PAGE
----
Bohlander on German criminal law/Buch von Bohlander

I’ve mentioned Michael Bohlander’s translation of the German Criminal Code before. That was when he translated both Mord and Totschlag as murder.

I’m not sure that I mentioned his book Principles of German Criminal Law.

The great thing about this book is that the author has thought through the terminology of both German and English criminal law, and all his language is based on an understanding of both. That should go without saying in such a book, of course, but it doesn’t.

I was reminded of its usefulness this week when I was translating something about Absicht (dolus directus ersten Grades). I would usually translate this as specific intent – for instance, to be found guilty of theft, you would need to have specific intent to steal. But when it comes to a text that is more detailed, then I need to go to a textbook for more vocabulary.

Categories of Intent and Delineation from Advertent Negligence

Depending on the degree of knowledge and will employed, German law traditionally recognises the following degrees of intent, in descending order:

a) direct intent in the first degree: Absicht, wissentlich, wider besseres Wissen, ‘um zu’;

b) direct intent in the second degree: Direkter Vorsatz or dolus directus; and

c) conditional intent: Bedingter Vorsatz or dolus eventualis.

I found the term delineation in the heading a bit odd. Advertent negligence is used for bewusste Fahrlässigkeit.

There is more following this introductory list. The book is recommended thoroughly as one of those books comparing two legal systems that are so useful in legal translation.

5 thoughts on “Bohlander on German criminal law/Buch von Bohlander

    • Yes, and I suppose from dictionaries it may look OK, but delineate happens to be used mainly for describing – another word with similar etymology.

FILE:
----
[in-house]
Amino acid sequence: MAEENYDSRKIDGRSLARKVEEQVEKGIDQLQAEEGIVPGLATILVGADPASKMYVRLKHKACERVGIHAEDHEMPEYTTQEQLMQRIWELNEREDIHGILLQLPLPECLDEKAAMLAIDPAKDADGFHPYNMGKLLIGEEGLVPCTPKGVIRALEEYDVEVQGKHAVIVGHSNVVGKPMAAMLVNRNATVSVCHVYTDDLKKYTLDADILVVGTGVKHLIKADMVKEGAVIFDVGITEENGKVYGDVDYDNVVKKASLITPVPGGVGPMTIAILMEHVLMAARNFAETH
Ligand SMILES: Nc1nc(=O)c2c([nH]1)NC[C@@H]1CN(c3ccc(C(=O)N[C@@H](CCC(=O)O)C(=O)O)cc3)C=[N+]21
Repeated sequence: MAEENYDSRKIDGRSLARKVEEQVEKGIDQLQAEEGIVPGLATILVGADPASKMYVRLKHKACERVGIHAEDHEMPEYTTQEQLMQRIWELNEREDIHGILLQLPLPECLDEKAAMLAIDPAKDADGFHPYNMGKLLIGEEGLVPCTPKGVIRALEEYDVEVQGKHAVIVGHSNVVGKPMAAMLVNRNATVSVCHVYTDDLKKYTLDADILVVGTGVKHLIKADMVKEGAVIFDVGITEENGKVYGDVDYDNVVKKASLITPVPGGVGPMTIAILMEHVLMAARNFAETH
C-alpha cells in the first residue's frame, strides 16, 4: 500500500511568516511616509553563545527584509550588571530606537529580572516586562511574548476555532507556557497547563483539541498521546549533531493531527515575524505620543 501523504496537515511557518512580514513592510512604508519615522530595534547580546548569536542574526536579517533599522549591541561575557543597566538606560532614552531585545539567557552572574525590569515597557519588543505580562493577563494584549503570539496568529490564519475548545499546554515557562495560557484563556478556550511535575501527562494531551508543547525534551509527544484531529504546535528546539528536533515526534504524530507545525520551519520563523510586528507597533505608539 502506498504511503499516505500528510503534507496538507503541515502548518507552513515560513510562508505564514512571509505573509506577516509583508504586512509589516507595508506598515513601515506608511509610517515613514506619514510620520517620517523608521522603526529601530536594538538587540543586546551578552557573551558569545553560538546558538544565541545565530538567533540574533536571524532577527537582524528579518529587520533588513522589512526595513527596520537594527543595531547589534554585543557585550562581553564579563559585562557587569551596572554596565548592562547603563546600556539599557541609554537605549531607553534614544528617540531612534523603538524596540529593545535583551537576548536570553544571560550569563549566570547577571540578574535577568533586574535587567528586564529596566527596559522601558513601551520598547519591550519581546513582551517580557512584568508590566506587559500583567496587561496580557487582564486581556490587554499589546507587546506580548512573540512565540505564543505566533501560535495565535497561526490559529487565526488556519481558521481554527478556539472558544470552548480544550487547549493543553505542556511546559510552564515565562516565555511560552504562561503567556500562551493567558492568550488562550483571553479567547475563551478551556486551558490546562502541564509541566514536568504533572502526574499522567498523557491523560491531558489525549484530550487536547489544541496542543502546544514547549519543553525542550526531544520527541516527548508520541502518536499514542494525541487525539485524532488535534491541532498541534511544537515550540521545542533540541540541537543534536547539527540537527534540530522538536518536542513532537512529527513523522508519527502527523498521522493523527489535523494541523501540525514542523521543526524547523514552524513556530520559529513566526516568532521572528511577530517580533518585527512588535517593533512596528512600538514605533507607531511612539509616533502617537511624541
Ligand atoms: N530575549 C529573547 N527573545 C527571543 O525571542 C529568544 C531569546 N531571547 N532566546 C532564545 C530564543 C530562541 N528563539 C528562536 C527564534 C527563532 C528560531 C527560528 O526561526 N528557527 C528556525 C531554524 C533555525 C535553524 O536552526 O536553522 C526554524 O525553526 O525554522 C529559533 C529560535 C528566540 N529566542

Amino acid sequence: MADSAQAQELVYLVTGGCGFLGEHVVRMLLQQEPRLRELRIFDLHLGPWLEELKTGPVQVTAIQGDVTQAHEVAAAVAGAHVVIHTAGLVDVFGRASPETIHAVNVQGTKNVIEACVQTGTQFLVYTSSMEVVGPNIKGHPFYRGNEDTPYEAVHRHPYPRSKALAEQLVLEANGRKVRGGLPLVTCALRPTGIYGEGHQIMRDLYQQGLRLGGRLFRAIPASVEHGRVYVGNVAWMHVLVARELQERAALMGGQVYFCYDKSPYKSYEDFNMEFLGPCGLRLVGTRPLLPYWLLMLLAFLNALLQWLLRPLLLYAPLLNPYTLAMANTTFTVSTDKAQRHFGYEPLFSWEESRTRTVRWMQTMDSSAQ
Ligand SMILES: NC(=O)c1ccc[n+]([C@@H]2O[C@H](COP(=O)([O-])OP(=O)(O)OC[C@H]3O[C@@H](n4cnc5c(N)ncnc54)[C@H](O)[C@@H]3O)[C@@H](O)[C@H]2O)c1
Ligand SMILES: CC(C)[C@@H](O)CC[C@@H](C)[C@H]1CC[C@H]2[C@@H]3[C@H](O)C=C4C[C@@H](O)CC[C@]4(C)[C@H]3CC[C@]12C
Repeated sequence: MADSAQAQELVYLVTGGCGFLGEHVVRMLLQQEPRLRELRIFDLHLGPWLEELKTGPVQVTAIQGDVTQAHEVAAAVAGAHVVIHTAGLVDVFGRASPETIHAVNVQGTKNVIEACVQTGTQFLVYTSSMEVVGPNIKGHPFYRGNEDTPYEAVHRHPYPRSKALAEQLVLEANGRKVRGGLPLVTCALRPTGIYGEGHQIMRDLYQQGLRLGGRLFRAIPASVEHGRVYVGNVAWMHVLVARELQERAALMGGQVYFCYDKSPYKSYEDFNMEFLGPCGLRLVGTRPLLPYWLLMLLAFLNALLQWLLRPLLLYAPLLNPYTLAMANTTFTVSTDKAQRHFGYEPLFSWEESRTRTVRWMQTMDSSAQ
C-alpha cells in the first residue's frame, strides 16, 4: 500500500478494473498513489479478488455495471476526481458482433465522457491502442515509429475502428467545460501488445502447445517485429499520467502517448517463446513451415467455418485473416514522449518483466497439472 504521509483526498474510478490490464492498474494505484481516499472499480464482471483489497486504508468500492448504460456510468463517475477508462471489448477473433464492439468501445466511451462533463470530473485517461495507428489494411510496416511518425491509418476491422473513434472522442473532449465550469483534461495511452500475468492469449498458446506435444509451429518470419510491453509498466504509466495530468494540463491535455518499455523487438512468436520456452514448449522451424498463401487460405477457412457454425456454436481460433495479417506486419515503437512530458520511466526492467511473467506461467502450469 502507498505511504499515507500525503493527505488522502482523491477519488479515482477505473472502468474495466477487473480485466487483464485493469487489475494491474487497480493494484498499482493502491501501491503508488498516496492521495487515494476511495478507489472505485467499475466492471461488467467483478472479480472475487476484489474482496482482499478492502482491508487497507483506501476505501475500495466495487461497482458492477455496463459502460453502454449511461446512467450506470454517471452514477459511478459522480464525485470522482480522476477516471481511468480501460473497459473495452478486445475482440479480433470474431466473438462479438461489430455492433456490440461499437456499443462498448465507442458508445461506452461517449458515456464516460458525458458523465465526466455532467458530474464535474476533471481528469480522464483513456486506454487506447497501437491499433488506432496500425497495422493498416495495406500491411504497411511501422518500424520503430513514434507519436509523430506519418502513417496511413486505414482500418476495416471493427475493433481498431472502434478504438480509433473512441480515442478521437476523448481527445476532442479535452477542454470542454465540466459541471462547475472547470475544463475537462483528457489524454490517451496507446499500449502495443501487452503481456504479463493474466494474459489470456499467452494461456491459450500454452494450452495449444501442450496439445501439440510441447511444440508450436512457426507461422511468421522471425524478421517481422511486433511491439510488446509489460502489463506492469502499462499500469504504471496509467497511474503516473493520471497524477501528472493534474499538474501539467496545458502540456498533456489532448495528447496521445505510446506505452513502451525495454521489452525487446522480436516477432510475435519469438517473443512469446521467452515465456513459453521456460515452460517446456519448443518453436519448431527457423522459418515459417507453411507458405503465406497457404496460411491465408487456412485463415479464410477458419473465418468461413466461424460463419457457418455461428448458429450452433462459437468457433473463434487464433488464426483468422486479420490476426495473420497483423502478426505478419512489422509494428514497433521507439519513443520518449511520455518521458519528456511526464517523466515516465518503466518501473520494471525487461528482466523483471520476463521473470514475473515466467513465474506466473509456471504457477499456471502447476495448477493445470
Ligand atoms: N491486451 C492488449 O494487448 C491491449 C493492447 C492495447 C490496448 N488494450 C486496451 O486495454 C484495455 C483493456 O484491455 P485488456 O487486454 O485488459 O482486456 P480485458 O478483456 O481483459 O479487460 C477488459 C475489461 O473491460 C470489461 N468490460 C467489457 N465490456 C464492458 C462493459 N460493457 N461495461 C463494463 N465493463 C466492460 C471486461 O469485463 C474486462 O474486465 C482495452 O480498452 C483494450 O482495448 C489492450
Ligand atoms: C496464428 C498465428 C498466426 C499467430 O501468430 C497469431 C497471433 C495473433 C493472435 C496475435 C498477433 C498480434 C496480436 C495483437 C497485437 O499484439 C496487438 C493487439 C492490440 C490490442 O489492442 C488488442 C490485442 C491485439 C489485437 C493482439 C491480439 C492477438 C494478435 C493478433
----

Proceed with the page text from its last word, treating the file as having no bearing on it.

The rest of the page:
1. I am very pleased the book is useful for your work. May I add a comment about the use of “specific intent”: In English and Welsh law this has a particular connotation because of its use in the context of the defence of voluntary intoxication (VI) where so-called “specific intent offences” are covered by VI but “basic intent offences” are not. A specific intent in this context, broadly speaking, is an intent that goes beyond knowledge of the conduct elements of the actus reus (objektiver Tatbestand) and typically encompasses some ulterior result or objective. Thus, while theft is a specific intent offence in English law because it requires factual appropriation (not the same as “Wegnahme” in

    • Ah, thank you – didn’t realize I was so visible. I do remember, when I taught an elementary version of English law to students, telling them, in an oversimplified way, that theft and murder both require specific intent. This went through my mind when I was writing this entry, and of course I could see it about theft, but the definition of malice aforethought is so wide, including intention to hurt someone really seriously, that I couldn’t see it. So thank you for the note, since it had been causing me confusion. I suppose the specific intent for murder is still more specific than for other homicide offences.

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